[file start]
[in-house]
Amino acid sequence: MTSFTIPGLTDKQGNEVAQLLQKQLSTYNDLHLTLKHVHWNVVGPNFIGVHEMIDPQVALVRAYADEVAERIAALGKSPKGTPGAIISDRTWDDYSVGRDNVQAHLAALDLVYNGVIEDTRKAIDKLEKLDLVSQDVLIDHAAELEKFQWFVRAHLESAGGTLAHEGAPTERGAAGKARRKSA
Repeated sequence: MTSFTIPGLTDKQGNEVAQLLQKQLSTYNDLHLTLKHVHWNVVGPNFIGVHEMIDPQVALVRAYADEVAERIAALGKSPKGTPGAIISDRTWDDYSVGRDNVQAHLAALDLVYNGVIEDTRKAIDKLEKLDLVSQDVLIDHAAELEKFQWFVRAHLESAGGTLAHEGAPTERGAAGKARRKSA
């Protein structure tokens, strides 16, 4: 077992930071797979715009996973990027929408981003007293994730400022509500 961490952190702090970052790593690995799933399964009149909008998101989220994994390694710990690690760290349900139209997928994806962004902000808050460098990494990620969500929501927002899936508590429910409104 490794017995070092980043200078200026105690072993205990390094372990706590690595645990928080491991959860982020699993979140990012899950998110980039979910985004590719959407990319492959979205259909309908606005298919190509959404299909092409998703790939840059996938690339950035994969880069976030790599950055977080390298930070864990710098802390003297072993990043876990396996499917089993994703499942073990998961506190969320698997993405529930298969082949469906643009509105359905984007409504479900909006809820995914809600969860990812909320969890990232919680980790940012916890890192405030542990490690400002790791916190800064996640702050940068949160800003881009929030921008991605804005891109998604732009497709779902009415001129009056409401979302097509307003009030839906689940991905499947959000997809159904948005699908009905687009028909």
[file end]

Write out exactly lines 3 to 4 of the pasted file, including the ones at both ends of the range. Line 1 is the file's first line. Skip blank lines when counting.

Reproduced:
Repeated sequence: MTSFTIPGLTDKQGNEVAQLLQKQLSTYNDLHLTLKHVHWNVVGPNFIGVHEMIDPQVALVRAYADEVAERIAALGKSPKGTPGAIISDRTWDDYSVGRDNVQAHLAALDLVYNGVIEDTRKAIDKLEKLDLVSQDVLIDHAAELEKFQWFVRAHLESAGGTLAHEGAPTERGAAGKARRKSA
């Protein structure tokens, strides 16, 4: 077992930071797979715009996973990027929408981003007293994730400022509500 961490952190702090970052790593690995799933399964009149909008998101989220994994390694710990690690760290349900139209997928994806962004902000808050460098990494990620969500929501927002899936508590429910409104 490794017995070092980043200078200026105690072993205990390094372990706590690595645990928080491991959860982020699993979140990012899950998110980039979910985004590719959407990319492959979205259909309908606005298919190509959404299909092409998703790939840059996938690339950035994969880069976030790599950055977080390298930070864990710098802390003297072993990043876990396996499917089993994703499942073990998961506190969320698997993405529930298969082949469906643009509105359905984007409504479900909006809820995914809600969860990812909320969890990232919680980790940012916890890192405030542990490690400002790791916190800064996640702050940068949160800003881009929030921008991605804005891109998604732009497709779902009415001129009056409401979302097509307003009030839906689940991905499947959000997809159904948005699908009905687009028909």